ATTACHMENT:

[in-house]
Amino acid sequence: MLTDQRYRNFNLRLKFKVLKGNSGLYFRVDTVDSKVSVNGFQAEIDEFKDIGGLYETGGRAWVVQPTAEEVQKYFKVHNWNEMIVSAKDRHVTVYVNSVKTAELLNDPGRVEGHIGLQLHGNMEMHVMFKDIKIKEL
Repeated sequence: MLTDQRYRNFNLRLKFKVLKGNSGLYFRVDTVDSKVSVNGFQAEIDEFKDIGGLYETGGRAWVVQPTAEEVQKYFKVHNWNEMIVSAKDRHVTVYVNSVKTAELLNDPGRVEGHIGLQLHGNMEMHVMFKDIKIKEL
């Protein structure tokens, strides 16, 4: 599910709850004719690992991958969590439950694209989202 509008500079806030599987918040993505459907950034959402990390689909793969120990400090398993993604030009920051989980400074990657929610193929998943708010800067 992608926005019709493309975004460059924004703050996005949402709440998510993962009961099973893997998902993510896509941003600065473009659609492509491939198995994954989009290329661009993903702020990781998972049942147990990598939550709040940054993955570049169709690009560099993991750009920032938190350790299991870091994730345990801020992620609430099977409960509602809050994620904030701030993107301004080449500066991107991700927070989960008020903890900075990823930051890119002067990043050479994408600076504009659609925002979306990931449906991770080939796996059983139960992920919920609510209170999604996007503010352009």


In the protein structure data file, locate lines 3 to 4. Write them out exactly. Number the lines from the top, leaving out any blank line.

Repeated sequence: MLTDQRYRNFNLRLKFKVLKGNSGLYFRVDTVDSKVSVNGFQAEIDEFKDIGGLYETGGRAWVVQPTAEEVQKYFKVHNWNEMIVSAKDRHVTVYVNSVKTAELLNDPGRVEGHIGLQLHGNMEMHVMFKDIKIKEL
């Protein structure tokens, strides 16, 4: 599910709850004719690992991958969590439950694209989202 509008500079806030599987918040993505459907950034959402990390689909793969120990400090398993993604030009920051989980400074990657929610193929998943708010800067 992608926005019709493309975004460059924004703050996005949402709440998510993962009961099973893997998902993510896509941003600065473009659609492509491939198995994954989009290329661009993903702020990781998972049942147990990598939550709040940054993955570049169709690009560099993991750009920032938190350790299991870091994730345990801020992620609430099977409960509602809050994620904030701030993107301004080449500066991107991700927070989960008020903890900075990823930051890119002067990043050479994408600076504009659609925002979306990931449906991770080939796996059983139960992920919920609510209170999604996007503010352009």